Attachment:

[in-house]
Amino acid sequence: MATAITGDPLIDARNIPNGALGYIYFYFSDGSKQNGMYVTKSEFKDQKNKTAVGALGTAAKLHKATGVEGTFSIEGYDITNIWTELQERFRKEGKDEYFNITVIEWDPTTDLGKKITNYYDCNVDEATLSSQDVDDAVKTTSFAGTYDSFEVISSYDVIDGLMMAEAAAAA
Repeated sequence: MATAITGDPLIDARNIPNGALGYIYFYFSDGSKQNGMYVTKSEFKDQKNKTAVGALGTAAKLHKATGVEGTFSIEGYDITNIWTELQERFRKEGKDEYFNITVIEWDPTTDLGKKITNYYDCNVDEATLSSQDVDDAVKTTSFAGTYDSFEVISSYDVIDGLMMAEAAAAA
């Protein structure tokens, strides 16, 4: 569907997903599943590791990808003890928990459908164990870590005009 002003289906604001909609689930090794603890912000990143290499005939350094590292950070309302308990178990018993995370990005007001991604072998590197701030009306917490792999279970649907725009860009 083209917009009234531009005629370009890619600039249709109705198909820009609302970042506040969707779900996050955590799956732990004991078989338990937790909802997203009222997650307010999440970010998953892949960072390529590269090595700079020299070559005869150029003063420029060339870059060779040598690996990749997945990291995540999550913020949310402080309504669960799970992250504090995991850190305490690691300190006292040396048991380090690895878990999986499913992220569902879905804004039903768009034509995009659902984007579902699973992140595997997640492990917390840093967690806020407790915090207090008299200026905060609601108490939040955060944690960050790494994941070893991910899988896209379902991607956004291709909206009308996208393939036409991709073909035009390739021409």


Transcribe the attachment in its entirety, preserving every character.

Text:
[in-house]
Amino acid sequence: MATAITGDPLIDARNIPNGALGYIYFYFSDGSKQNGMYVTKSEFKDQKNKTAVGALGTAAKLHKATGVEGTFSIEGYDITNIWTELQERFRKEGKDEYFNITVIEWDPTTDLGKKITNYYDCNVDEATLSSQDVDDAVKTTSFAGTYDSFEVISSYDVIDGLMMAEAAAAA
Repeated sequence: MATAITGDPLIDARNIPNGALGYIYFYFSDGSKQNGMYVTKSEFKDQKNKTAVGALGTAAKLHKATGVEGTFSIEGYDITNIWTELQERFRKEGKDEYFNITVIEWDPTTDLGKKITNYYDCNVDEATLSSQDVDDAVKTTSFAGTYDSFEVISSYDVIDGLMMAEAAAAA
């Protein structure tokens, strides 16, 4: 569907997903599943590791990808003890928990459908164990870590005009 002003289906604001909609689930090794603890912000990143290499005939350094590292950070309302308990178990018993995370990005007001991604072998590197701030009306917490792999279970649907725009860009 083209917009009234531009005629370009890619600039249709109705198909820009609302970042506040969707779900996050955590799956732990004991078989338990937790909802997203009222997650307010999440970010998953892949960072390529590269090595700079020299070559005869150029003063420029060339870059060779040598690996990749997945990291995540999550913020949310402080309504669960799970992250504090995991850190305490690691300190006292040396048991380090690895878990999986499913992220569902879905804004039903768009034509995009659902984007579902699973992140595997997640492990917390840093967690806020407790915090207090008299200026905060609601108490939040955060944690960050790494994941070893991910899988896209379902991607956004291709909206009308996208393939036409991709073909035009390739021409």